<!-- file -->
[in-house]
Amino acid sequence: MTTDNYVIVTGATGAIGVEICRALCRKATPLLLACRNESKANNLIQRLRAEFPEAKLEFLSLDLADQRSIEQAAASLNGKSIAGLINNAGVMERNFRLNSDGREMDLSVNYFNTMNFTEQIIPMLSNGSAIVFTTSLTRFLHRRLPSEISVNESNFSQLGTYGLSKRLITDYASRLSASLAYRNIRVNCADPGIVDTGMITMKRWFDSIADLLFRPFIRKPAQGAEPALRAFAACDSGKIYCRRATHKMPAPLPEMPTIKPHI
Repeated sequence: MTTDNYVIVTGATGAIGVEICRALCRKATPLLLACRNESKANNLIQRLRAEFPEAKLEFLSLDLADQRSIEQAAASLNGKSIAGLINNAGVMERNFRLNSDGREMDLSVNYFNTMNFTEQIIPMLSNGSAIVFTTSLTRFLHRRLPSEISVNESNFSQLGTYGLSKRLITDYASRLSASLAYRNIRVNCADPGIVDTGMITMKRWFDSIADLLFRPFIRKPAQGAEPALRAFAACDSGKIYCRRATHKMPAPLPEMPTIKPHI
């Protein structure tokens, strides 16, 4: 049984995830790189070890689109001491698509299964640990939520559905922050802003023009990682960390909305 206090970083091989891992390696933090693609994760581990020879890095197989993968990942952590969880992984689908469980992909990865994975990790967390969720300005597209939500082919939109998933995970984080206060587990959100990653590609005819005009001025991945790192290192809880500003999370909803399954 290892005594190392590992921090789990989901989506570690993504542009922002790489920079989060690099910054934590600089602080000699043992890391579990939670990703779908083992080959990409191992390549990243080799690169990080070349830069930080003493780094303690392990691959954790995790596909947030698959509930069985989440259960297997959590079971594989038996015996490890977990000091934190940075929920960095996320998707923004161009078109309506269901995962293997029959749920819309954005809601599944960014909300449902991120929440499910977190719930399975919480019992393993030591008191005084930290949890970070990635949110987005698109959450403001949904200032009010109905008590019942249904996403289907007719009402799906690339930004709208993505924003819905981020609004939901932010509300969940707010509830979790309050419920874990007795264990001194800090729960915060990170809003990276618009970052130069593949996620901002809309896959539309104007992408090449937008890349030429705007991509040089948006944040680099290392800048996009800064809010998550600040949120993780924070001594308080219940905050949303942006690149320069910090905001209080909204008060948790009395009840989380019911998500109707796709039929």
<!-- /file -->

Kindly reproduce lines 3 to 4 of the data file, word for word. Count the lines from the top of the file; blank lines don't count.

Repeated sequence: MTTDNYVIVTGATGAIGVEICRALCRKATPLLLACRNESKANNLIQRLRAEFPEAKLEFLSLDLADQRSIEQAAASLNGKSIAGLINNAGVMERNFRLNSDGREMDLSVNYFNTMNFTEQIIPMLSNGSAIVFTTSLTRFLHRRLPSEISVNESNFSQLGTYGLSKRLITDYASRLSASLAYRNIRVNCADPGIVDTGMITMKRWFDSIADLLFRPFIRKPAQGAEPALRAFAACDSGKIYCRRATHKMPAPLPEMPTIKPHI
């Protein structure tokens, strides 16, 4: 049984995830790189070890689109001491698509299964640990939520559905922050802003023009990682960390909305 206090970083091989891992390696933090693609994760581990020879890095197989993968990942952590969880992984689908469980992909990865994975990790967390969720300005597209939500082919939109998933995970984080206060587990959100990653590609005819005009001025991945790192290192809880500003999370909803399954 290892005594190392590992921090789990989901989506570690993504542009922002790489920079989060690099910054934590600089602080000699043992890391579990939670990703779908083992080959990409191992390549990243080799690169990080070349830069930080003493780094303690392990691959954790995790596909947030698959509930069985989440259960297997959590079971594989038996015996490890977990000091934190940075929920960095996320998707923004161009078109309506269901995962293997029959749920819309954005809601599944960014909300449902991120929440499910977190719930399975919480019992393993030591008191005084930290949890970070990635949110987005698109959450403001949904200032009010109905008590019942249904996403289907007719009402799906690339930004709208993505924003819905981020609004939901932010509300969940707010509830979790309050419920874990007795264990001194800090729960915060990170809003990276618009970052130069593949996620901002809309896959539309104007992408090449937008890349030429705007991509040089948006944040680099290392800048996009800064809010998550600040949120993780924070001594308080219940905050949303942006690149320069910090905001209080909204008060948790009395009840989380019911998500109707796709039929």